A Learning Revolution for Children Leahea Grammatico's Innovative Work with the Hearing-Impaired
by Sophia D. Miller
The 1960s was a high period of experiment and innovation across the vast spectrum of human culture. In science and medicine, technology, the arts (painting and sculpture, musical composition, choreography, fashion design, literature, film), inventive people were effecting new and exciting means of changing the world. Most importantly, in education, too, there were insightful pioneers searching for and offering fresh ways to view, contemplate, understand and articulate our everyday lives.
Leahea Grammatico (1927-1997) – “Mrs. G,” as everyone called her – was one of the great innovators, setting her notions of education to work for hearing impaired children as young as infants. She wanted everyone involved with a child’s growth – parent, teacher, audiologist, otolaryngologist, even the hearing aid manufacturer and dealer – to concentrate primarily on the complexities of deafness rather than on the philosophy of communication.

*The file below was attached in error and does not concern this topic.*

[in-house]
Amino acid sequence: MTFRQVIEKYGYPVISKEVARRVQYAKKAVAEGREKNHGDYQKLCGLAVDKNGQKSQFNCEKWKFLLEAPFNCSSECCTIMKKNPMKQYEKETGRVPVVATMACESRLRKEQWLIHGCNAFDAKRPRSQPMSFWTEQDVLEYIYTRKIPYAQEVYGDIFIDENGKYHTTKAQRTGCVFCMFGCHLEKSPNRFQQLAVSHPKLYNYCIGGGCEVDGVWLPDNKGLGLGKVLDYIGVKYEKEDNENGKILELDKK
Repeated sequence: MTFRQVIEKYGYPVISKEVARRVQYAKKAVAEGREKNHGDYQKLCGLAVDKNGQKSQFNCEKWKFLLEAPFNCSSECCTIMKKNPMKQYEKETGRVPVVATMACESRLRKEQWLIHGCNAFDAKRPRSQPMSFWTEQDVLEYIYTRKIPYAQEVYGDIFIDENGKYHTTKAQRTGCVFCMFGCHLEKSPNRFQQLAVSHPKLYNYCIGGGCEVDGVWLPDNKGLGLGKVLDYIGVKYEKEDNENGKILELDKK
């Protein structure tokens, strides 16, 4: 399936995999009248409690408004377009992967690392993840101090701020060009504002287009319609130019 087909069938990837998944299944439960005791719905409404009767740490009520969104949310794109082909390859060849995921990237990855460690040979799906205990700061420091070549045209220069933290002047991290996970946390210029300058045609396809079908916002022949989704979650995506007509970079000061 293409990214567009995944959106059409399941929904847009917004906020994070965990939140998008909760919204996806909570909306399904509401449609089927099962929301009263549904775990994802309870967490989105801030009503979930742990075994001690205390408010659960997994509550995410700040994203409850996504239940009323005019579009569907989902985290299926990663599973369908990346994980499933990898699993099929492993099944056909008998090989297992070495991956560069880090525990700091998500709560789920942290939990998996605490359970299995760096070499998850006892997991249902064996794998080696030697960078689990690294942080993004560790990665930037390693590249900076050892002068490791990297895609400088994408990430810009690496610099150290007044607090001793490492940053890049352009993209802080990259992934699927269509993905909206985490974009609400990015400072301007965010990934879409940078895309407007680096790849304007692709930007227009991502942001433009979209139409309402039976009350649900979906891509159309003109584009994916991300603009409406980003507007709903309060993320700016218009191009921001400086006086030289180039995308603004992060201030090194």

This book exemplifies the strategies Mrs. G used to develop her objectives of presechool curriculum: Language, Speech, Listening, and Cognition. Each of those sections presents specific language and practical methods for teachers and parents, interspersed with theoretical discussions based on Mrs. G’s studies of the works of Jean Piaget, Lev Vygotsky, Hilda Taba, and Jerome Bruner.
Sophia D. Miller was one of the first two teachers to work with Leahea Grammatico at her first laboratory school in Palo Alto, Calfornia, the genesis of Peninsula Oral School for the Deaf. Before retiring in 2008, Miller taught hearing impaired children for 35 years, most of them in the Pomona Unified School District. She currently lives in Claremont with her husband Clive.